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RUBEN NIETO
at Cris Worley Fine Arts
by Todd Camplin

Ruben Nieto returns to Cris Worley Fine Arts with a new batch of comic book inspired mashups.
The majority of the show consists of mono-digital prints with just a painting or two to remind
people about Nieto’s roots for the new work. I made a general nuisance of myself, keeping
Cris Worley at the gallery late while I looked around, but couldn’t help myself,  I had my
eye on the show ever since I saw the press release drop in my email.  
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When I think about comic books in art, Pop art comes to mind. Many art historians have asserted
that Pop artists were reacting against the abstract artists. Both groups of artists were in conflict,
because their approaches and personal philosophies were at odds.  Nieto combines the Pop
reference and then puts these images into a kind of visual blender that turns the graphic
illustrations into abstractions. However, because the sourced images are from bright, straight
forward colors, the usual expressiveness of abstractions which the Pop artists were reacting
against, has been stripped out. Now the images remain flat like the comic pages, only cut up
and layered to make abstract images. If you look closely at printed material on buses or some
buildings, you might notice small holes all over the surface in uniform fashion, well this industrial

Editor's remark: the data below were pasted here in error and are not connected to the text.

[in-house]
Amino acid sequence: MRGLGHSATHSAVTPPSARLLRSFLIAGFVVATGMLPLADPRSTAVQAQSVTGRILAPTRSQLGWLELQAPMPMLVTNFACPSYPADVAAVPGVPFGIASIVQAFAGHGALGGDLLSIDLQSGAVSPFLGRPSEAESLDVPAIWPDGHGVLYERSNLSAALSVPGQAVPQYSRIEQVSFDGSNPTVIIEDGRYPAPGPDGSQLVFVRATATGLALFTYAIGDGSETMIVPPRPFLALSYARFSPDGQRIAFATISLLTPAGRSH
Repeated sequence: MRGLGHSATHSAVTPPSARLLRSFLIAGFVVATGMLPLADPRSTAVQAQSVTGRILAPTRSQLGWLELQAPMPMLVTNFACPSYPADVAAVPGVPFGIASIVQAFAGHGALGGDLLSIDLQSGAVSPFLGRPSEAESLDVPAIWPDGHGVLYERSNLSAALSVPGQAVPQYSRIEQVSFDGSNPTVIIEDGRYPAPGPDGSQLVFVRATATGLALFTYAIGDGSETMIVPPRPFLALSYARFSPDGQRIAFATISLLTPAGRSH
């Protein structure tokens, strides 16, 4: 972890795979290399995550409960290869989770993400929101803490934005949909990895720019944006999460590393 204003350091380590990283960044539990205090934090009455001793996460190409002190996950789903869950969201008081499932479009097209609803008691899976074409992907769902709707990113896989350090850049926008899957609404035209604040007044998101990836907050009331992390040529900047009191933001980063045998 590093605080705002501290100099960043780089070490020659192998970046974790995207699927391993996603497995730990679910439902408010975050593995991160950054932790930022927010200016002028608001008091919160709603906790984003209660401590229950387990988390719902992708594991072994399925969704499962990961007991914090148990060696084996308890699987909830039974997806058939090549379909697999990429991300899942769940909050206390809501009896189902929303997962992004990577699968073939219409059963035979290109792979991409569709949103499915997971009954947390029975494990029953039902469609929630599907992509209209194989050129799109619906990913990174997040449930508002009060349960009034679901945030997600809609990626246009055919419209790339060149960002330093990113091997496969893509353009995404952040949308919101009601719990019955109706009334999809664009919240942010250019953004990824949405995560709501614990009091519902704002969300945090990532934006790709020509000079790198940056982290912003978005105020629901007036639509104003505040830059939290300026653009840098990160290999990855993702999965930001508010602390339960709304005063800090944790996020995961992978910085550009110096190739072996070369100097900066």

material is perforated vinyl and Nieto uses this perforated vinyl as his surface to print his own
images. I am reminded of Roy Lichtenstein's paintings that incorporate dots like the printed
comic books of his era. By using this material Nieto is being very retro in style,  but contemporary
with his surface and use of digital media.
what my selfie in front of his work will look like. Each work was engaging and some had hints
of texts, but I was a little distracted by the white frames. Nieto had one large unframed piece
that looked more like a painting and I felt held its own without the aid of a frame.
DC-01archival print on perforated vinyl
36 x 24 inches
During Paul Booker’s show, I didn’t have time to consider Maysey Craddock’s work, but this time
I felt like I was walking into the second gallery space for the first time. Craddock’s paintings are
sewn together images of an old ruined church. Maybe the fact that the decline of Christians
in the United States was in the news, or the fact I am reading a Ken Follett novel, or the strange